The Qatari official indicated that Doha is pleased to contribute to global humanitarian and development efforts and will maintain the principles of collaboration, cooperation and solidarity.
Qatar has urged the international community to take swift and effective measures to safeguard people and future generations from drugs.
Sultan bin Salmeen Al Mansouri, Qatar’s permanent representative to the United Nations, said action was required in accordance to the principle of public and shared responsibility, while speaking at the 66th session of the Commission on Narcotic Substances in Vienna, Qatar News Agency reported.
“Qatar has given priority to prevention efforts, immunising society and educating it on the harm and dangers of drugs,” he said.
“This was one of the most important factors for the success of its policy in the field of prevention and drug control, in addition to law enforcement efforts, monitoring of Qatari air and sea ports and strict application of the law.”
He continued to state that Qatar had changed its legal framework in a way that allows responding to changes in drug trafficking trends and new ways of drug smuggling, while retaining the ideals of the Gulf country’s constitution and with complete regard for human rights.
Al Mansouri indicated that Qatar was pleased to contribute to global humanitarian and development efforts and will keep upholding the principles of collaboration, cooperation and solidarity in aiding nations and people affected by economic hardship, armed conflict, poverty and debt.
“Qatar has provided many humanitarian and development contributions, especially in the framework of strategic partnerships with the UN and other leading international institutions,” he said.
He used the example of Doha’s hosting of the fifth UN Conference on the Least Developed Countries (LDC5) in the first week of March as a testament to Qatar’s efforts in maintaining an extended hand of help to countries in need, citing its donation of $60 million to support the Doha Programme of Action to strengthen the capacities of least developed nations.
With regards to the 2022 World Drug Report — the first since the Covid-19 pandemic — he noted: “The report presented a bleak picture of the drug situation in the world, as cocaine production reached a record high level.”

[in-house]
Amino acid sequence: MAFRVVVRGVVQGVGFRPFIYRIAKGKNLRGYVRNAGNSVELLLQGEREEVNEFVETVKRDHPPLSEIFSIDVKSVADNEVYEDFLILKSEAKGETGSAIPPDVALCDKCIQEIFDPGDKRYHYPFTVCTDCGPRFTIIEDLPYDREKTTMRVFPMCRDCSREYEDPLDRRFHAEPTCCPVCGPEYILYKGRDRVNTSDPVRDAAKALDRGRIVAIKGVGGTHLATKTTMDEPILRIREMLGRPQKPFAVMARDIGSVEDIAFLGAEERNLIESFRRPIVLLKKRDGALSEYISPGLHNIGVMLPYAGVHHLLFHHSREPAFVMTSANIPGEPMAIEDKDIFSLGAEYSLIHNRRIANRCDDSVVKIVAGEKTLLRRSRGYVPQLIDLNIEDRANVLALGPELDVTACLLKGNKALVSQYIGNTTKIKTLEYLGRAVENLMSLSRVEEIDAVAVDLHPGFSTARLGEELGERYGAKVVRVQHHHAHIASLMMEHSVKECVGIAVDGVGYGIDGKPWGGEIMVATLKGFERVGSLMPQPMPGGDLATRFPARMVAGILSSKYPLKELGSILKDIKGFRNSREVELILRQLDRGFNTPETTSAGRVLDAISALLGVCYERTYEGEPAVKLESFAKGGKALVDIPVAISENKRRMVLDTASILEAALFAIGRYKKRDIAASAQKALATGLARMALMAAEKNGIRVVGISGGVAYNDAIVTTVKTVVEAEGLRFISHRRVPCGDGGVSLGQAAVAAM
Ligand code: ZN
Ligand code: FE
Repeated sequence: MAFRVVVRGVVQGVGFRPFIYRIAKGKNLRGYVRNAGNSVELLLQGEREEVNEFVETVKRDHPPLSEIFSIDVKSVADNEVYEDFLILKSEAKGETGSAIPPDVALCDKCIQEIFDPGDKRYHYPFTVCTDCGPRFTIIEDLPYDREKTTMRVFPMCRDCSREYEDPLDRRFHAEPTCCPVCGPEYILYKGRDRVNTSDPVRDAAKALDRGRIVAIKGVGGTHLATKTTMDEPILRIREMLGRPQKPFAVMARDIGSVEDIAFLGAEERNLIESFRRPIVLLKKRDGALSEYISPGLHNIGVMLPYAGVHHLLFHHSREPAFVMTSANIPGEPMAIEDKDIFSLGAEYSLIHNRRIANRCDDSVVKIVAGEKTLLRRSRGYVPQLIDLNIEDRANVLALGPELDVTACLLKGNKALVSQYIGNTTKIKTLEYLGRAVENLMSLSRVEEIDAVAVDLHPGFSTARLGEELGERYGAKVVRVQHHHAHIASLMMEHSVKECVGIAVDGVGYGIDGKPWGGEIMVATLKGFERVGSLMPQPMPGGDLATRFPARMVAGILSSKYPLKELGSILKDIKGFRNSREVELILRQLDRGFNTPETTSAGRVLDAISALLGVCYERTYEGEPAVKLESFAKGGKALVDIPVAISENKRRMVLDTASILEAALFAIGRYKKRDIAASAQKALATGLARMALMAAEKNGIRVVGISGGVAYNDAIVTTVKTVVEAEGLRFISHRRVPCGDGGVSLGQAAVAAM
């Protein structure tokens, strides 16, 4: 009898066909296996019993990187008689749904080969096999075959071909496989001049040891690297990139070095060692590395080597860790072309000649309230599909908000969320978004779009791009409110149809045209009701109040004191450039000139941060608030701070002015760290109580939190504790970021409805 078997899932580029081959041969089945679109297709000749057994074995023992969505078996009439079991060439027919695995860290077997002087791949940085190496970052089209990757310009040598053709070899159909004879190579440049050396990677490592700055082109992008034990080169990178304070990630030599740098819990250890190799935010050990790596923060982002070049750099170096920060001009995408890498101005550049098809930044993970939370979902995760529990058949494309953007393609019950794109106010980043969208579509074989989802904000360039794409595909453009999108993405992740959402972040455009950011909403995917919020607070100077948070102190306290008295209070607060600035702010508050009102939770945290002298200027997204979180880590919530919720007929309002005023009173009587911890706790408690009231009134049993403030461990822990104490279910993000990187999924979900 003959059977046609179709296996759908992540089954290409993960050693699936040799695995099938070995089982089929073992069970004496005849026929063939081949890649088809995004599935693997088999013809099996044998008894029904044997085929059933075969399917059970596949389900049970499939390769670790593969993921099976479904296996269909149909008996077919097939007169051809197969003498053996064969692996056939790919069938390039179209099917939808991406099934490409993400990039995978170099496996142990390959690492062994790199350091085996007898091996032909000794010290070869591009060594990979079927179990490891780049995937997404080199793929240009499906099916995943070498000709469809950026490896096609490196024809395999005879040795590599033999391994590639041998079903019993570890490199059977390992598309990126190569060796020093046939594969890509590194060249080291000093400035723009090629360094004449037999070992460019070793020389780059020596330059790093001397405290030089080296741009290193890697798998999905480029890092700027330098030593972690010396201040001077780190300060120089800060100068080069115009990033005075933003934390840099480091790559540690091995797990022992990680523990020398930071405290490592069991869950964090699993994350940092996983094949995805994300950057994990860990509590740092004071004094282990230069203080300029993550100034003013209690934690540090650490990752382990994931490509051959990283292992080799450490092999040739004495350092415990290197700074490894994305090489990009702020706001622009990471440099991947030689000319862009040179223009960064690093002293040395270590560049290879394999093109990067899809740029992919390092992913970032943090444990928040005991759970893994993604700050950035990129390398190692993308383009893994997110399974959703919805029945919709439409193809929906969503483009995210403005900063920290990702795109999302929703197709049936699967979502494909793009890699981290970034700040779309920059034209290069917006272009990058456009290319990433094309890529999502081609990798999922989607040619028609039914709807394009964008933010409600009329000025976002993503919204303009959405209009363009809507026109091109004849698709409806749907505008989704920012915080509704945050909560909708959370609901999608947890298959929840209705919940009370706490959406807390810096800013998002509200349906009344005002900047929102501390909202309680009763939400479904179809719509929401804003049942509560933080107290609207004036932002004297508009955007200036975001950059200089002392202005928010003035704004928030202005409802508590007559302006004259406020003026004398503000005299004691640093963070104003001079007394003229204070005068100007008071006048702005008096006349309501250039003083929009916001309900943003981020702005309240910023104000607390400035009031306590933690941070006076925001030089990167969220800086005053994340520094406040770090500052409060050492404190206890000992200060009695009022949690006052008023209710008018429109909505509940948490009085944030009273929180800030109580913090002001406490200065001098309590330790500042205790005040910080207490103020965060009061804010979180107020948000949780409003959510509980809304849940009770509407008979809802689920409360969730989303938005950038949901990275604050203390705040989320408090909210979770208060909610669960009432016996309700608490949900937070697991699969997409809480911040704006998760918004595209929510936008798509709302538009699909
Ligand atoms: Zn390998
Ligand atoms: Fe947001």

Synthetic drug seizures had sharply increased, markets were increasing, more of the youth were using drugs, and those in need of treatment—women in particular—were unable to access it, he noted.
Al Mansouri further stated that in order to battle drugs, efforts must be made in accordance with the three international drug treaties, political declarations and authorised action plans, beginning with the 2009 Declaration, as well as the mechanisms of international pluralism.
Doha Programme of Action
Qatar’s Amir Sheikh Tamim bin Hamad Al Thani unveiled a $60 million contribution to the Doha Programme of Action (DPoA) for the Least Developed Countries for the decade 2022-2031, early March.
The Qatari leader announced the major contribution during his opening address at the LDC5, held in Doha from 5-9 March.
The amir explained that $10 million out of the total amount will be allocated to support the implementation of the programme’s activities.
The remaining amount will fund intended outcomes of the DPoA “and building resilience potential in the least developed countries.”
Adopted last year, the DPoA is an agreement aimed at bringing a total of 46 most vulnerable countries back under the global spotlight.
The agreement represented the first part of the LDC5, an event that takes place every 10 years.
“The full implementation of the DPoA will help LDCs to address the Covid-19 pandemic and the resulting negative socio-economic impacts and enable them to get back on track to achieve the SDGs including addressing climate change,” the UN stated.
In 1981, Paris was the first country to ever host the UN Conference on the Least Developed Countries, where it established the Programme of Action.
The decade-long initiative aims at “transforming the economies of the least developed countries towards self-sustained development”.